It is an inevitable consequence of this government’s preoccupation with markets in public services that they will make a greater impact on social care, just as they have on the health service. Local authorities have tended wherever possible to favour in-house services because a move to external providers may have implications for staff and involve an unaccustomed leap into the unknown. But renewed emphasis on strategic commissioning is likely to make this approach increasingly untenable.
Adoption is a case in point. A new report finds that voluntary adoption agencies are feeling marginalised by councils which sometimes ignore them as services are planned and only use them as a last resort to make placements.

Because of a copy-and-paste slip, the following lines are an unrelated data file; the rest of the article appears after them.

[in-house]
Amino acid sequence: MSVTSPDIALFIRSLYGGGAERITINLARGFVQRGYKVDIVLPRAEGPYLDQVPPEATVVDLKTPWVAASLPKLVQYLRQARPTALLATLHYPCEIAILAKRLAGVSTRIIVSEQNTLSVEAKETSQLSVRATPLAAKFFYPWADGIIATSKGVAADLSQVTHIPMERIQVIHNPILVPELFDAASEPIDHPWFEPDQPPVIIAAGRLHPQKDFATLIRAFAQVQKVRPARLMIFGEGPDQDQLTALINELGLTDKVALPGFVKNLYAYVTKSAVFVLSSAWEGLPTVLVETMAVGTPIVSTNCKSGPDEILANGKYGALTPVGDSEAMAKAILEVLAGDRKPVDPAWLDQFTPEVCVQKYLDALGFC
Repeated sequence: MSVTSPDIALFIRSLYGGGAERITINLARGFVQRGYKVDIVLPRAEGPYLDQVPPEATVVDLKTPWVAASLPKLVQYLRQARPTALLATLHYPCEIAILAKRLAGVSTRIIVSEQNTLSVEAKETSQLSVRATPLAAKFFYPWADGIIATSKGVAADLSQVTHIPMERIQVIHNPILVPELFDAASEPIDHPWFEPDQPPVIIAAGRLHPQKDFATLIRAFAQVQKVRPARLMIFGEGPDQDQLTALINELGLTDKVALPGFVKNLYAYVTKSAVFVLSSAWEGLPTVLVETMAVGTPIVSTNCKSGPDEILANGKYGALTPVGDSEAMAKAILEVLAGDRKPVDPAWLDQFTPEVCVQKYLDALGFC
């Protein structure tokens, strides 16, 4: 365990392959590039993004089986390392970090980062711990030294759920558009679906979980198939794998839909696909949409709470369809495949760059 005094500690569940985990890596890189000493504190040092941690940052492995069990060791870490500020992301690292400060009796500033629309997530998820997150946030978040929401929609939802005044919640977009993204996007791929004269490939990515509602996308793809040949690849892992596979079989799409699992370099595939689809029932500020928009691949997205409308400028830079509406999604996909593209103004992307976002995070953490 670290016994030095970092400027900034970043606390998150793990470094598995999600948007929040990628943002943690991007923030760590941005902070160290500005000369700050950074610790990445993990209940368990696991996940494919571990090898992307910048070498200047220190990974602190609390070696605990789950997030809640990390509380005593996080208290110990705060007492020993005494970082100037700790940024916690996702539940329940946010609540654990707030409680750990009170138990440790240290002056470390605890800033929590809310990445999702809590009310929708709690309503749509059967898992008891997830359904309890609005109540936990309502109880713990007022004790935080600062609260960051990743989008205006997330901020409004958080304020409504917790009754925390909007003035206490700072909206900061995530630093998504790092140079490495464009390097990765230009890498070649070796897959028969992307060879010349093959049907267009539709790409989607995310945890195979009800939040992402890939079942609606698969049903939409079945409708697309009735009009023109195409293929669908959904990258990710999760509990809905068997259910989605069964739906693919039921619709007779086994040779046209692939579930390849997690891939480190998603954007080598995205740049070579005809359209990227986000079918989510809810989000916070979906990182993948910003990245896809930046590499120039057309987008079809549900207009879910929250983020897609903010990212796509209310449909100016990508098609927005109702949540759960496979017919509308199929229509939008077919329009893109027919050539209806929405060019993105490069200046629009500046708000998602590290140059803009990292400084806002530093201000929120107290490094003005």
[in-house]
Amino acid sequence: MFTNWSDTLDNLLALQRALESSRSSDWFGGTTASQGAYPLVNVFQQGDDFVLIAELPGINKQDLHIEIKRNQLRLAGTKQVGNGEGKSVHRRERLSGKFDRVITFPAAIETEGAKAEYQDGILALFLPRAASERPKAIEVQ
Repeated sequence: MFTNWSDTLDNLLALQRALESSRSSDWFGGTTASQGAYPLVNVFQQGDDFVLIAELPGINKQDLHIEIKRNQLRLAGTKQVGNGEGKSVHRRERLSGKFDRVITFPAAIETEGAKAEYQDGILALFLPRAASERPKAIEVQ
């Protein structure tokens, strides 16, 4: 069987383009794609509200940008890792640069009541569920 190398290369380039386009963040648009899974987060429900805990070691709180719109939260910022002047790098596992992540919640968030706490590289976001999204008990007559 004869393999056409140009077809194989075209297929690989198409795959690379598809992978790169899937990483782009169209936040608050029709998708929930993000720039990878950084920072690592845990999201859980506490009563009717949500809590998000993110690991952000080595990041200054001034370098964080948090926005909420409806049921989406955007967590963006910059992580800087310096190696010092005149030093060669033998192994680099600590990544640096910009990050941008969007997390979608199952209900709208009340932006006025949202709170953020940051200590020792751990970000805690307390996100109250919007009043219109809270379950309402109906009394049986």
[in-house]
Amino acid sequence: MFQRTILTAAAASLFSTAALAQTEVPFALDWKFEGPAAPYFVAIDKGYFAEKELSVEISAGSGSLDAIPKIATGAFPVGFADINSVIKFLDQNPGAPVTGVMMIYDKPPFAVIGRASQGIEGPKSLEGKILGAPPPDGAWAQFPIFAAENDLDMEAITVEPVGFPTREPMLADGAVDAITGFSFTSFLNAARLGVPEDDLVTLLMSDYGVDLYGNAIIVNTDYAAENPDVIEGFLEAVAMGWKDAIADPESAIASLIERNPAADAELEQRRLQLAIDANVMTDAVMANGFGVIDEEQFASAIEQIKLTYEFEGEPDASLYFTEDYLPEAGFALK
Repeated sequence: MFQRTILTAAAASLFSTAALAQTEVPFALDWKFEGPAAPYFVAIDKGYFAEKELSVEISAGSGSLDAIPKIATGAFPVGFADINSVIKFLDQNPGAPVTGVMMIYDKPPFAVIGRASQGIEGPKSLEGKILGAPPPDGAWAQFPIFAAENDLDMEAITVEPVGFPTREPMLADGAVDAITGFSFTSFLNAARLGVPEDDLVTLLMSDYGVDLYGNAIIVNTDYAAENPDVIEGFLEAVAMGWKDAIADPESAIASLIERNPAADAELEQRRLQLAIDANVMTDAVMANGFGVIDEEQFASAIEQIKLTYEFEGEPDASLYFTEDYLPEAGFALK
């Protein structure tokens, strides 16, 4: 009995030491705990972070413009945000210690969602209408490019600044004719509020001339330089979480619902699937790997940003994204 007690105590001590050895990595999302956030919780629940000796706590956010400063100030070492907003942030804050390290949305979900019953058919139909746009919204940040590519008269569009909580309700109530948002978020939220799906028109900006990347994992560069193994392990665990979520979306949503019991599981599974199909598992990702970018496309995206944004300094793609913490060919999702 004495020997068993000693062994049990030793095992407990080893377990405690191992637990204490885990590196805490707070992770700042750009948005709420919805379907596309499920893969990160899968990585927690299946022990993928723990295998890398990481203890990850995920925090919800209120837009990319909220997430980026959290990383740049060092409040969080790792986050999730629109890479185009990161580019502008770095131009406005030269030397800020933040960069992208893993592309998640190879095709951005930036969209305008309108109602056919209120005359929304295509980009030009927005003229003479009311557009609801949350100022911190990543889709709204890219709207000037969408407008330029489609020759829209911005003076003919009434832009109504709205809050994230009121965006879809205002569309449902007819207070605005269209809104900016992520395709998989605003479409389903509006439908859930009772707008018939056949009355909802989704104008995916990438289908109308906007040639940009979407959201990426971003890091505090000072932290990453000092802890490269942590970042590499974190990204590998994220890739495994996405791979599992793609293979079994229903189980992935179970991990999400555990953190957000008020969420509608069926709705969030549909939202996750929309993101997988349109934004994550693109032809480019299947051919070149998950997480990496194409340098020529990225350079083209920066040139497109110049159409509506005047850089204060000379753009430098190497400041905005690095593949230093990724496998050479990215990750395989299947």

Yet councils often lack the resources to do the job effectively themselves. Local authorities frequently explain their insular instincts by claiming they are cheaper, but the report suggests this may be because they are underestimating their own costs. These instincts will have to change if the ambitions for commissioning set out in the health and social care white paper are to stand a chance. Every provider will expect to compete on equal terms, whatever the difficulties.